Destination golf in the modern era has had its well-known recent success stories in Oregon (USA), Northern Tasmania and most recently on King Island in Bass Strait all delivering world-class links golf. Of a differing style, but nevertheless another successful golfing pioneering story is Danang in the developing Asian golfing nation of Vietnam, where coastal land abounds and is soft dunes in nature. – Harley Kruse
Vietnam has been the place on many people’s lips in the golf industry for a while. It’s a country that has a developing economy, a rich culture, some wonderful tourist spots, lovely people, and great food. All for great value for the tourist dollar spent.
This is the remarkable golf destination story of the third largest city in Vietnam – Danang. It was a joy to be part of the pioneering of golf here and in many ways Danang is a demonstration of the ingredients required that can make a place a golfing tourism success. Remembering that great golf alone does not necessarily equal good commercial outcomes.
Winding back the clock I recall arriving in Danang, Vietnam in 2008 for the very first time on a flight from Saigon. I was stepping off a brand new Vietnam Airlines plane. A couple of other passengers were US Army Veterans returning with their wives to Danang for the first time since they left in 1973. We had to walk across the tarmac with bunkers and hangars of the old Danang US Base across the other side of the airfield. Luggage would be ferried along a straight conveyor belt, and it just fell onto the ground in a pile if you weren’t quick enough to grab it in time.
The journey to the site took 20 minutes down the main coastal highway that connected Danang with the tourist town of Hoi An and fronting the infamous China Beach. Along this stretch were hoardings promoting new hotel sites along the beachfront, with the ‘main game’ at the time being the Furama hotel.
The next day I would be walking the sand dunes land of the site, with gentle rolling shape, wispy grasses and Casuarinas. The shapes were reminiscent of the sandbelt of my hometown of Melbourne. (Mind you, the walk soon became a nervous one, sticking to well-trodden cattle paths amongst the dunes after seeing a group in flak jackets and helmets with metal detectors clearing the site of ordinance.)
The land presented abutted the beach at only one spot. Alas, the dream of pure links golf was not to be, as stakes indicated where the rest had already been taken by the client’s real estate division for housing. Nevertheless, the generous inland areas were very good and would make for our design work of a wide and generous sandbelt course the like of which not yet seen in tropical Asia and along with the masterplanning of an additional future 18 holes which would be a lower-lying soft wetland style of course.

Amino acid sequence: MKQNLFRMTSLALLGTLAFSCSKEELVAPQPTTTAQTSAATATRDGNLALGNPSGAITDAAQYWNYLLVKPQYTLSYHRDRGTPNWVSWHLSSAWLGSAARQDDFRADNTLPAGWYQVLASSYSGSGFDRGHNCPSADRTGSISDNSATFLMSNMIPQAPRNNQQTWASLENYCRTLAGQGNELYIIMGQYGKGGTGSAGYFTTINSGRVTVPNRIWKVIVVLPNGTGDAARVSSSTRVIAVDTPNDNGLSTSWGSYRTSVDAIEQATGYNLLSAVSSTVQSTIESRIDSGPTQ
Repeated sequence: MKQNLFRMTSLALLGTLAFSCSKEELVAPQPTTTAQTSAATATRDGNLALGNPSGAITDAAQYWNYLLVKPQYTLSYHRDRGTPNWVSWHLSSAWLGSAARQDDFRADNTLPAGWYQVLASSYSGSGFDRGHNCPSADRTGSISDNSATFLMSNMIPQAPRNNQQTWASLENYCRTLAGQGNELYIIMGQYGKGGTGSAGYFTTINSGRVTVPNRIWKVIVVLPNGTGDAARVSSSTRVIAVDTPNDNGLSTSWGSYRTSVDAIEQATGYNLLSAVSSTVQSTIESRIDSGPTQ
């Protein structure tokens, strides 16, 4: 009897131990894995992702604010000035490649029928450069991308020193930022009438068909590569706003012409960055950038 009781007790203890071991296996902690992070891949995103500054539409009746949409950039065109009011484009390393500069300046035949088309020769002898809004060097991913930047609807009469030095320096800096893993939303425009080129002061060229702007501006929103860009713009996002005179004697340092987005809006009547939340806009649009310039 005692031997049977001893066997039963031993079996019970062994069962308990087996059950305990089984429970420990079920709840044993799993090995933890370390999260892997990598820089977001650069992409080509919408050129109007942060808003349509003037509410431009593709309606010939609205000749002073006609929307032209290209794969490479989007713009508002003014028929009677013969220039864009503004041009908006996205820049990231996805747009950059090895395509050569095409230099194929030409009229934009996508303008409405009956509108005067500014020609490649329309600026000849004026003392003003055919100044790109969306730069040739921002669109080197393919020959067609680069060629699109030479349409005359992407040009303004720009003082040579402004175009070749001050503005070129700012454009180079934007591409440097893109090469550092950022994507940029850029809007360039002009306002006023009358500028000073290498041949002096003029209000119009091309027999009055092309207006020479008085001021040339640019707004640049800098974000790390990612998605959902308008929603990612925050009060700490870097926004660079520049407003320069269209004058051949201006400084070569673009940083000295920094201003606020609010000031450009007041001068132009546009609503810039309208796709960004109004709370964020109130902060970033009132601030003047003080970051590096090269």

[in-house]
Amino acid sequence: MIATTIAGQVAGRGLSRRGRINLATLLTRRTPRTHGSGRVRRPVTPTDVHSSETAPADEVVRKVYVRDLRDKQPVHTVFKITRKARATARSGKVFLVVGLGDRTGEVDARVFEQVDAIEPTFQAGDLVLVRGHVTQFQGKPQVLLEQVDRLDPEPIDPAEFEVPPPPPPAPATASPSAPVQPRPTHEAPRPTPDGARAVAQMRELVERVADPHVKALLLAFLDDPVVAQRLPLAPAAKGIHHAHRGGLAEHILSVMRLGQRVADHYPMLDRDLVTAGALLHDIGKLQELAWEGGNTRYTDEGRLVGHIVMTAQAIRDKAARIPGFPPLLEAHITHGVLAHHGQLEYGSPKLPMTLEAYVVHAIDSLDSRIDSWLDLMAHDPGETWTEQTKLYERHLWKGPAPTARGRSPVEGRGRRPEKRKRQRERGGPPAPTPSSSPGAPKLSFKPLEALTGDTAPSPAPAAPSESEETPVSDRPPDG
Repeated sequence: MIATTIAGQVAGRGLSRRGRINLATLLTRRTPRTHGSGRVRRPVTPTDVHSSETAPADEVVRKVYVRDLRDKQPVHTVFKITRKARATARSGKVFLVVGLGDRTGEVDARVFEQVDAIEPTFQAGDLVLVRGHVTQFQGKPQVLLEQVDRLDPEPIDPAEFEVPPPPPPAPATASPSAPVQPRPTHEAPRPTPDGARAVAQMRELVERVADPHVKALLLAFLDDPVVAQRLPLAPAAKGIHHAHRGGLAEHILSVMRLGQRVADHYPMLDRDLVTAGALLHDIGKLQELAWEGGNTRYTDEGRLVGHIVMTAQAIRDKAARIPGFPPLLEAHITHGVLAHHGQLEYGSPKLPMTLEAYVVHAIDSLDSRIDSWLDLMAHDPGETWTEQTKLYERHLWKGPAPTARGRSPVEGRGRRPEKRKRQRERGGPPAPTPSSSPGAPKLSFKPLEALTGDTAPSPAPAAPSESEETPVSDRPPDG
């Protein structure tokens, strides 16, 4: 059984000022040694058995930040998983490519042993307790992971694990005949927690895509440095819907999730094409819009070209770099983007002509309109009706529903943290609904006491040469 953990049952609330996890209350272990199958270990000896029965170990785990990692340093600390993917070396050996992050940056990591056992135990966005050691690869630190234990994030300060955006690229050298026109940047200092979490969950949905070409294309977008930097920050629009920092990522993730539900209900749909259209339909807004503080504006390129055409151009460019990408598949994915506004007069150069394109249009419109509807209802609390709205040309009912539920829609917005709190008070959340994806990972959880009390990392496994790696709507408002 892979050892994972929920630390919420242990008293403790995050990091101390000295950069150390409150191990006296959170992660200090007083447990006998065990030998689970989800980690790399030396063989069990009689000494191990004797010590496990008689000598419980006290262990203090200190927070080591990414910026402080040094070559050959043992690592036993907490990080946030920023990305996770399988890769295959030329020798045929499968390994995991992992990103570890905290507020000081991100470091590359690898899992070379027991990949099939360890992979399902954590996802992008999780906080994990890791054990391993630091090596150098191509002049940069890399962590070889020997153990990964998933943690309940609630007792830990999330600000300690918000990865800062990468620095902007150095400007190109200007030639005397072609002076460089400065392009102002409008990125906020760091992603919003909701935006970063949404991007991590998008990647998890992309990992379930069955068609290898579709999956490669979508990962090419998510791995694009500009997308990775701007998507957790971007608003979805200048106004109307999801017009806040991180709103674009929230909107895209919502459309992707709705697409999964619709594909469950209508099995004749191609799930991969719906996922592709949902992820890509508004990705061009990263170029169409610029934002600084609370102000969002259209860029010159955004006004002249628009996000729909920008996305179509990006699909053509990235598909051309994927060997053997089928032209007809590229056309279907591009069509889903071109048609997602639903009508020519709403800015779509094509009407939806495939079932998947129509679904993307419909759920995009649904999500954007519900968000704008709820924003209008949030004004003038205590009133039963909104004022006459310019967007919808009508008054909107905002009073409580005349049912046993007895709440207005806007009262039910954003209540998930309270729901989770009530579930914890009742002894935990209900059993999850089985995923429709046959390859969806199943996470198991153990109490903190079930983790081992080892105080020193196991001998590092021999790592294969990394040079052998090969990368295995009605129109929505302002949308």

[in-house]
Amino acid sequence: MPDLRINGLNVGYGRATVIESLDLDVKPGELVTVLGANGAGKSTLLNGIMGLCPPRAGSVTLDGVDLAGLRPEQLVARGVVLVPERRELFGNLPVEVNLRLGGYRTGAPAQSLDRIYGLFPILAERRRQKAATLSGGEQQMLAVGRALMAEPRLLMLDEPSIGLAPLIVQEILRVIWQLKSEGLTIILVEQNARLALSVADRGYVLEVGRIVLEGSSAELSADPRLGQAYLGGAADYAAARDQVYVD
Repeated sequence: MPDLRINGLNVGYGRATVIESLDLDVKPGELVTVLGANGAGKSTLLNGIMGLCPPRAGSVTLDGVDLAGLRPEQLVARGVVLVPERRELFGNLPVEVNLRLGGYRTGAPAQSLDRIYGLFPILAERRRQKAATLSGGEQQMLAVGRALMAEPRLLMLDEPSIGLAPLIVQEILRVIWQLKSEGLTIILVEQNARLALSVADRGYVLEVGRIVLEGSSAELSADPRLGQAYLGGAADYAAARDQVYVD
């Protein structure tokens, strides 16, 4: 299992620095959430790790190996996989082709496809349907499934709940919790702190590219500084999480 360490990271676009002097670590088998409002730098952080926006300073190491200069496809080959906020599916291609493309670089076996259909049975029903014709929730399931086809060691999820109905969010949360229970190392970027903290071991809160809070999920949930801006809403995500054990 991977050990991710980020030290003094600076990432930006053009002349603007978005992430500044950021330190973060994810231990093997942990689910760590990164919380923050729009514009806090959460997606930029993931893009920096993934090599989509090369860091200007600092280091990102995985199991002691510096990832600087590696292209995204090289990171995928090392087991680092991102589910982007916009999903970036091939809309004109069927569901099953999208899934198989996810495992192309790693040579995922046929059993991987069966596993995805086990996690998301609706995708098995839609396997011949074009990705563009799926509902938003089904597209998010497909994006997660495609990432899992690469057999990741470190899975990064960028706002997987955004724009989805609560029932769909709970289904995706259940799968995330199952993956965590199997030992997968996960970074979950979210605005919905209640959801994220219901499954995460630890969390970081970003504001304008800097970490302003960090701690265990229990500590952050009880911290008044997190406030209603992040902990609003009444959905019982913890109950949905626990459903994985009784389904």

Fast forward to March 2015. I had arrived into Danang to meet my Chinese clients and show them the Dunes Golf Course which had opened in May 2010. A brand new airport terminal greeted my flight direct from Singapore and my clients had flown in directly from Hong Kong. This was definitely a different Danang to the one of a few years prior. There were tourist groups and golf bags on the carousels. There was the buzz of prosperity and optimism in the air.
As we headed to the golf course there was a bunch of new hotels (and casino) built overlooking China Beach. Within 15 minutes we were sitting on the terrace of the Danang Golf Club clubhouse.
General manager Joe Millar, a great asset for the golf operation, reported the Dunes Course had just done a record 7300 rounds of golf in the prior month alone. The course was doing over 60,000 visitor rounds per year – these were impressive figures in the business of resort golf and making decent money for the owners VinaCapital. It was popular and getting a lot of repeat business – which is an enormous endorsement of the golf facility, the way it’s managed, and the excellent service visitors receive. Supporting this was its debut in the Golf Digest rankings as the No 1 Course in Vietnam.